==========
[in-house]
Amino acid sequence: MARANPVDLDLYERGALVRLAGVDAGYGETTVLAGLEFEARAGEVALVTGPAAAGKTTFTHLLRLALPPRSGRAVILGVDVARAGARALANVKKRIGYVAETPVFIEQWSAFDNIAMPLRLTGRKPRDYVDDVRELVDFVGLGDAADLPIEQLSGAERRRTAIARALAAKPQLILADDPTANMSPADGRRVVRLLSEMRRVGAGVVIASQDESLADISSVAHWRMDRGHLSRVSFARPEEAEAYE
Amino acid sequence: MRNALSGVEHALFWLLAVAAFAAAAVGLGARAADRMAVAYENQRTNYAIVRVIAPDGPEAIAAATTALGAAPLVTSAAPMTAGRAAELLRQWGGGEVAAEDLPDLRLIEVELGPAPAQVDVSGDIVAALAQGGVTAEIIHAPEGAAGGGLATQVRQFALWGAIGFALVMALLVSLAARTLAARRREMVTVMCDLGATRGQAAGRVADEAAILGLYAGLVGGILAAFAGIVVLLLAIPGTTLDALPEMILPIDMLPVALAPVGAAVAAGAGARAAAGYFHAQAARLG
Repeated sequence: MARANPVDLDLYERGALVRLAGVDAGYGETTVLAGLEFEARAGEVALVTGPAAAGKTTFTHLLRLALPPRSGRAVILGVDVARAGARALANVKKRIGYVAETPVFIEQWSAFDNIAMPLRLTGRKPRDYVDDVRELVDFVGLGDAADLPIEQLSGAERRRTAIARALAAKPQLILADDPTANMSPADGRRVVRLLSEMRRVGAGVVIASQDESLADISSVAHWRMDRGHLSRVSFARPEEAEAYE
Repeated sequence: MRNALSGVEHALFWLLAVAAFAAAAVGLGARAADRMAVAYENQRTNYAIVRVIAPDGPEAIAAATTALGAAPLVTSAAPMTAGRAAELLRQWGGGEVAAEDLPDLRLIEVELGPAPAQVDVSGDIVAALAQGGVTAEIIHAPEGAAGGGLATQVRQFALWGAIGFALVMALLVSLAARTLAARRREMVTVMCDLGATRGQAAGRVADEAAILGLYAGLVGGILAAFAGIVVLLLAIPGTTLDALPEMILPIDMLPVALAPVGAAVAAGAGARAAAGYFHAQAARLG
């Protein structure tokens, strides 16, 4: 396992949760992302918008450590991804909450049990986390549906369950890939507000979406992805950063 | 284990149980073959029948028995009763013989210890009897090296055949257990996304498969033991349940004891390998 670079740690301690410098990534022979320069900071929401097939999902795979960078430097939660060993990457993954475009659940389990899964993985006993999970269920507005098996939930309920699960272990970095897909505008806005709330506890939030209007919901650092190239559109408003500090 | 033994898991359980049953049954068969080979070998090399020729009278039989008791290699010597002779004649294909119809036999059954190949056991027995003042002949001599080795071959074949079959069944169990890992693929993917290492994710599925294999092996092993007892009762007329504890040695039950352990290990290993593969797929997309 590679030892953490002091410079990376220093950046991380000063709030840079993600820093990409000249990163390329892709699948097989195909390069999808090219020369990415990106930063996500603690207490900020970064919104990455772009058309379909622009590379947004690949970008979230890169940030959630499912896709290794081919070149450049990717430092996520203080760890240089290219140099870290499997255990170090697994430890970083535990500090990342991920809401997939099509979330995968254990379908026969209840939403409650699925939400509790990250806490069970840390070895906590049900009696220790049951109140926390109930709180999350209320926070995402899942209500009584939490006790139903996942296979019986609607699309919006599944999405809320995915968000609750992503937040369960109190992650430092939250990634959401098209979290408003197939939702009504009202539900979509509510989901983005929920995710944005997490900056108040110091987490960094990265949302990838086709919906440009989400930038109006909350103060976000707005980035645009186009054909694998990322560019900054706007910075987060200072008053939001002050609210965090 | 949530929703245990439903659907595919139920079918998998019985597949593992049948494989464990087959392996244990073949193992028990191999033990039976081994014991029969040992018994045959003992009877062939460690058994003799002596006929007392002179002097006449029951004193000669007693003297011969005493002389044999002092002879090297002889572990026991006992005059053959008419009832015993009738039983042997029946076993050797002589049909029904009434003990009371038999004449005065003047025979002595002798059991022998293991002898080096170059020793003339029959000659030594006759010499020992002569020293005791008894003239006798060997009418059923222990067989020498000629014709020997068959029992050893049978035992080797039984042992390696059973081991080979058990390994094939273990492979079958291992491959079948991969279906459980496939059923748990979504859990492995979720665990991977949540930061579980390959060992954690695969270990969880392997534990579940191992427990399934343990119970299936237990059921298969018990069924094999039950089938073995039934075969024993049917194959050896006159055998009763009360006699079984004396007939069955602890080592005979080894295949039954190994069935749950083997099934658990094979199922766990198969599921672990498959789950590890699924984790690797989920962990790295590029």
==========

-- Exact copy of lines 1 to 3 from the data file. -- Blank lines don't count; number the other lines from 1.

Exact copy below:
[in-house]
Amino acid sequence: MARANPVDLDLYERGALVRLAGVDAGYGETTVLAGLEFEARAGEVALVTGPAAAGKTTFTHLLRLALPPRSGRAVILGVDVARAGARALANVKKRIGYVAETPVFIEQWSAFDNIAMPLRLTGRKPRDYVDDVRELVDFVGLGDAADLPIEQLSGAERRRTAIARALAAKPQLILADDPTANMSPADGRRVVRLLSEMRRVGAGVVIASQDESLADISSVAHWRMDRGHLSRVSFARPEEAEAYE
Amino acid sequence: MRNALSGVEHALFWLLAVAAFAAAAVGLGARAADRMAVAYENQRTNYAIVRVIAPDGPEAIAAATTALGAAPLVTSAAPMTAGRAAELLRQWGGGEVAAEDLPDLRLIEVELGPAPAQVDVSGDIVAALAQGGVTAEIIHAPEGAAGGGLATQVRQFALWGAIGFALVMALLVSLAARTLAARRREMVTVMCDLGATRGQAAGRVADEAAILGLYAGLVGGILAAFAGIVVLLLAIPGTTLDALPEMILPIDMLPVALAPVGAAVAAGAGARAAAGYFHAQAARLG